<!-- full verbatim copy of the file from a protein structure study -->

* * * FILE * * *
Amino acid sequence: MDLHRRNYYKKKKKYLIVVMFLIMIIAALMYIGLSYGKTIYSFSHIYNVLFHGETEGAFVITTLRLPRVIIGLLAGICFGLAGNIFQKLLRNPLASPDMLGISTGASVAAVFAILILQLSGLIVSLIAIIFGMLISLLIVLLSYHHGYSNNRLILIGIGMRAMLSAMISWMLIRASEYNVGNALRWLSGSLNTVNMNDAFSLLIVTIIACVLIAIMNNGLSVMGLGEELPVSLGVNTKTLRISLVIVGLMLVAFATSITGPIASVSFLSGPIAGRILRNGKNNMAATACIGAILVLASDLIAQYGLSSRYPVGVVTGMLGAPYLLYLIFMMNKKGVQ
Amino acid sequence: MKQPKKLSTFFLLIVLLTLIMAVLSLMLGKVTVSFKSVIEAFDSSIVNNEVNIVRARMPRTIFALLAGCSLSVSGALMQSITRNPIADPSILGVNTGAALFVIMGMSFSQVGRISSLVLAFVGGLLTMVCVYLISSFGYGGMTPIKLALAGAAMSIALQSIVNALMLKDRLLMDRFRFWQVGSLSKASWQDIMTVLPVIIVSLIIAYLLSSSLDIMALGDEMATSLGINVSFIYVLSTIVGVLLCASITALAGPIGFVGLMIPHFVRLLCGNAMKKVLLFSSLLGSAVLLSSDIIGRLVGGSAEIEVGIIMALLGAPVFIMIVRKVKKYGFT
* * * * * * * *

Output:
Amino acid sequence: MDLHRRNYYKKKKKYLIVVMFLIMIIAALMYIGLSYGKTIYSFSHIYNVLFHGETEGAFVITTLRLPRVIIGLLAGICFGLAGNIFQKLLRNPLASPDMLGISTGASVAAVFAILILQLSGLIVSLIAIIFGMLISLLIVLLSYHHGYSNNRLILIGIGMRAMLSAMISWMLIRASEYNVGNALRWLSGSLNTVNMNDAFSLLIVTIIACVLIAIMNNGLSVMGLGEELPVSLGVNTKTLRISLVIVGLMLVAFATSITGPIASVSFLSGPIAGRILRNGKNNMAATACIGAILVLASDLIAQYGLSSRYPVGVVTGMLGAPYLLYLIFMMNKKGVQ
Amino acid sequence: MKQPKKLSTFFLLIVLLTLIMAVLSLMLGKVTVSFKSVIEAFDSSIVNNEVNIVRARMPRTIFALLAGCSLSVSGALMQSITRNPIADPSILGVNTGAALFVIMGMSFSQVGRISSLVLAFVGGLLTMVCVYLISSFGYGGMTPIKLALAGAAMSIALQSIVNALMLKDRLLMDRFRFWQVGSLSKASWQDIMTVLPVIIVSLIIAYLLSSSLDIMALGDEMATSLGINVSFIYVLSTIVGVLLCASITALAGPIGFVGLMIPHFVRLLCGNAMKKVLLFSSLLGSAVLLSSDIIGRLVGGSAEIEVGIIMALLGAPVFIMIVRKVKKYGFT